Lawrie McFarlane: Legislature saga increasingly like a Third-World show trial

When Darryl Plecas, Speaker of the legislature, demanded the suspension of its two most senior managers, I wondered just how strong his case was. There were several causes for doubt.

First, Craig James and Gary Lenz both have long and distinguished careers. Why would they place themselves at the risk of what Plecas claimed could be criminal charges? What possible motive had they?

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Both are well paid. If they were going to engage in financial misconduct, which Plecas implied they had, the amounts in question would have to be hefty to justify the jeopardy involved. However, the province’s auditor general has found no such thing.

Then, as Plecas came under fire for the way he treated the two men — they were marched out of the legislature with a police escort — he escalated his claims. The public, he said, would vomit when they heard what had been going on. You always suspect a weak case when the accuser turns up the volume.

But here is what should truly concern us. No arrests have been made, no charges laid, no trial held, no verdict pronounced.

Yet the legislature demanded James and Lenz exonerate themselves. Evidently, the burden of proof has passed from the accuser to the accused. More of that in a moment.

First, two points of contention. One is whether Plecas’s allegations, if true, rise to the level of criminal behaviour.

Basically, he’s complaining about lavish spending by James and Lenz. If he’s right, that could be possible grounds for disciplinary (though not criminal) proceedings.

One obstacle to such a remedy, however, would be that lavish spending — and I am not conceding that on the part of James and Lenz — has been a well-established feature of the legislature for decades.

And under labour law, you cannot suspend or dismiss an employee for simply following longstanding precedent, however unseemly that precedent might be. You begin with a solemn warning that it had better stop. You assign someone to act as an overseer.

If the behaviour continues, you have grounds for disciplinary measures. As best we know, Plecas did none of those things.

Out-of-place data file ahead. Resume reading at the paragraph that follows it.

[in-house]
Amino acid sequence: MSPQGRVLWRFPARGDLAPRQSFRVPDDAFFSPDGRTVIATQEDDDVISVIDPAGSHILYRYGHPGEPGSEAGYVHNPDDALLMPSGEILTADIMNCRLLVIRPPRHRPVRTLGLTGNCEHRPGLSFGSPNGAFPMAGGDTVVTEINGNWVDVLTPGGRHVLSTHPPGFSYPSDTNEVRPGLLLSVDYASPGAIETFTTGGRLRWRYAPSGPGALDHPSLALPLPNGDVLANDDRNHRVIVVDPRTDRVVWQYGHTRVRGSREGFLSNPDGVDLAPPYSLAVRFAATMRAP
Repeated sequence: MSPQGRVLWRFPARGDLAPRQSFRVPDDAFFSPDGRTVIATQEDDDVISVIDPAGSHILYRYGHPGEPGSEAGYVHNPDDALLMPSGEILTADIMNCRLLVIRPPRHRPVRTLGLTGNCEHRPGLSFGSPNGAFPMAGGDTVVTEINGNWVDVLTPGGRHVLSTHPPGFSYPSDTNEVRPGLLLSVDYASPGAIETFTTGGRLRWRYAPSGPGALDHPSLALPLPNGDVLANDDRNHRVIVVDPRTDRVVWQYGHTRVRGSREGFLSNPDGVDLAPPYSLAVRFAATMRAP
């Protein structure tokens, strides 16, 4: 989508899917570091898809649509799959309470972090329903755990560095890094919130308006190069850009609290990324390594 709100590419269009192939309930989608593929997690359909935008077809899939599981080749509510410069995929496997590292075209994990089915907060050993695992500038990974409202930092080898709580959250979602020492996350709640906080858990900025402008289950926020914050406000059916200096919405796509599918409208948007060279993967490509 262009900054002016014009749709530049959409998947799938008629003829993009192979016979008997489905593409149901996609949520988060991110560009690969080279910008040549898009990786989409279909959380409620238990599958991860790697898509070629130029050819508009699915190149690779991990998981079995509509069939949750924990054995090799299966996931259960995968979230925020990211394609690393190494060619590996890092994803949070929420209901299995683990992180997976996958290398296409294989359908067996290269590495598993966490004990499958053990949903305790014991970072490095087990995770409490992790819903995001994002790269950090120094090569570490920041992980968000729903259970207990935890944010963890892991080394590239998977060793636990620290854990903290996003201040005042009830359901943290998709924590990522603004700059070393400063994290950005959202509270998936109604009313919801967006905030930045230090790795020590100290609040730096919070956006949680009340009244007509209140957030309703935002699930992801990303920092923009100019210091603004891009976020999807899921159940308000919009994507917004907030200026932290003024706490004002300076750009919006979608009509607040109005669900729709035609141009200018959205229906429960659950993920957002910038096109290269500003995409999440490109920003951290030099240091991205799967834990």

The second point of contention is whether, if the Speaker’s allegations are indeed true, the behaviour in question was justified.

For now we have the rebuttals demanded of James and Lenz. And here let me ask an indulgence. Of late, every allegation made by the Speaker has been accorded the status of revealed truth.

Green Party Leader Andrew Weaver says the two men should never be allowed back, so serious are their misdeeds. You would think the idea that people are innocent until proved otherwise might ring a bell with a one-time university professor.

However, if proclaimed beliefs are to be taken as gospel, let’s accord James and Lenz the same courtesy.

What they argue is that legitimate explanations exist for the claimed wrongdoing. For want of space, I cannot cover all of the ground. Readers who want more of the details can go to the story by the Times Colonist’s Katie DeRosa (“Speaker approved some expenses he questioned in report: officers,” Feb. 8).

But let’s take the most explosive of Plecas’s allegations. He suggested that James and Lenz purchased a wood splitter and trailer for $13,200, and that James had them brought to his house, allegedly for his own use. The funds disbursed came from the legislature’s budget.

I call this explosive because news outlets seized on the purchase as clear evidence the two men were feathering their nests at the expense of taxpayers.

James says the wood splitter was bought as a fall-back option in case of a power outage at the legislature. The building still has wood-burning fireplaces.

The expenditure was approved by the legislature’s audit working group (scarcely what you would expect of a dastardly scheme), and James had the equipment stored at his house as a favour until a concrete pad could be built on legislature grounds.

Whether this was an ideal solution to a power outage is debatable. But it is an example of how sinister intentions can be imputed to potentially defensible actions.

Where we go from here, no one knows. What we can say is that the Speaker’s handling of this investigation has taken on the aspect of a third-world show trial, without charges even being laid.

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